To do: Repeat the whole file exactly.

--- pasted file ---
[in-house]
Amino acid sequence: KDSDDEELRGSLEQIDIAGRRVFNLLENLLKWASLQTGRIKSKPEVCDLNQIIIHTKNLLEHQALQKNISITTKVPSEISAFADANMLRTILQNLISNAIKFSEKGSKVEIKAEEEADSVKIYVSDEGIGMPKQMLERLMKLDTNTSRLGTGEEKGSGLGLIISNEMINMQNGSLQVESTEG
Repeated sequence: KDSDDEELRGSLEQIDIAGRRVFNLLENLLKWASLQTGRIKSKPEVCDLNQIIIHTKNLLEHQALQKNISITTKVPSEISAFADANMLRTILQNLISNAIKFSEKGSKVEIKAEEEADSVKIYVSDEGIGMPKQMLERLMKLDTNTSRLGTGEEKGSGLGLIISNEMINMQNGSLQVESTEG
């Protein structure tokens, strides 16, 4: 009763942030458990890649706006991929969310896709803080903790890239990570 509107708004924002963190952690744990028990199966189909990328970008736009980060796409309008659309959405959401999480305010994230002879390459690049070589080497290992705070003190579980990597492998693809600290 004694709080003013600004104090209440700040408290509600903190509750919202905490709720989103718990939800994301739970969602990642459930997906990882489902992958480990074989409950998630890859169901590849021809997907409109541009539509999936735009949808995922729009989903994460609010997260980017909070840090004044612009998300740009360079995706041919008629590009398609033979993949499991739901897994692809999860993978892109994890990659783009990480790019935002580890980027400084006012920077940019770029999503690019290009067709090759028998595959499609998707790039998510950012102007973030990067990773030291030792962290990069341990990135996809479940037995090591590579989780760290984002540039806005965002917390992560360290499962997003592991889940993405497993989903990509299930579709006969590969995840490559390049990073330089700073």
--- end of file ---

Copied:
[in-house]
Amino acid sequence: KDSDDEELRGSLEQIDIAGRRVFNLLENLLKWASLQTGRIKSKPEVCDLNQIIIHTKNLLEHQALQKNISITTKVPSEISAFADANMLRTILQNLISNAIKFSEKGSKVEIKAEEEADSVKIYVSDEGIGMPKQMLERLMKLDTNTSRLGTGEEKGSGLGLIISNEMINMQNGSLQVESTEG
Repeated sequence: KDSDDEELRGSLEQIDIAGRRVFNLLENLLKWASLQTGRIKSKPEVCDLNQIIIHTKNLLEHQALQKNISITTKVPSEISAFADANMLRTILQNLISNAIKFSEKGSKVEIKAEEEADSVKIYVSDEGIGMPKQMLERLMKLDTNTSRLGTGEEKGSGLGLIISNEMINMQNGSLQVESTEG
């Protein structure tokens, strides 16, 4: 009763942030458990890649706006991929969310896709803080903790890239990570 509107708004924002963190952690744990028990199966189909990328970008736009980060796409309008659309959405959401999480305010994230002879390459690049070589080497290992705070003190579980990597492998693809600290 004694709080003013600004104090209440700040408290509600903190509750919202905490709720989103718990939800994301739970969602990642459930997906990882489902992958480990074989409950998630890859169901590849021809997907409109541009539509999936735009949808995922729009989903994460609010997260980017909070840090004044612009998300740009360079995706041919008629590009398609033979993949499991739901897994692809999860993978892109994890990659783009990480790019935002580890980027400084006012920077940019770029999503690019290009067709090759028998595959499609998707790039998510950012102007973030990067990773030291030792962290990069341990990135996809479940037995090591590579989780760290984002540039806005965002917390992560360290499962997003592991889940993405497993989903990509299930579709006969590969995840490559390049990073330089700073």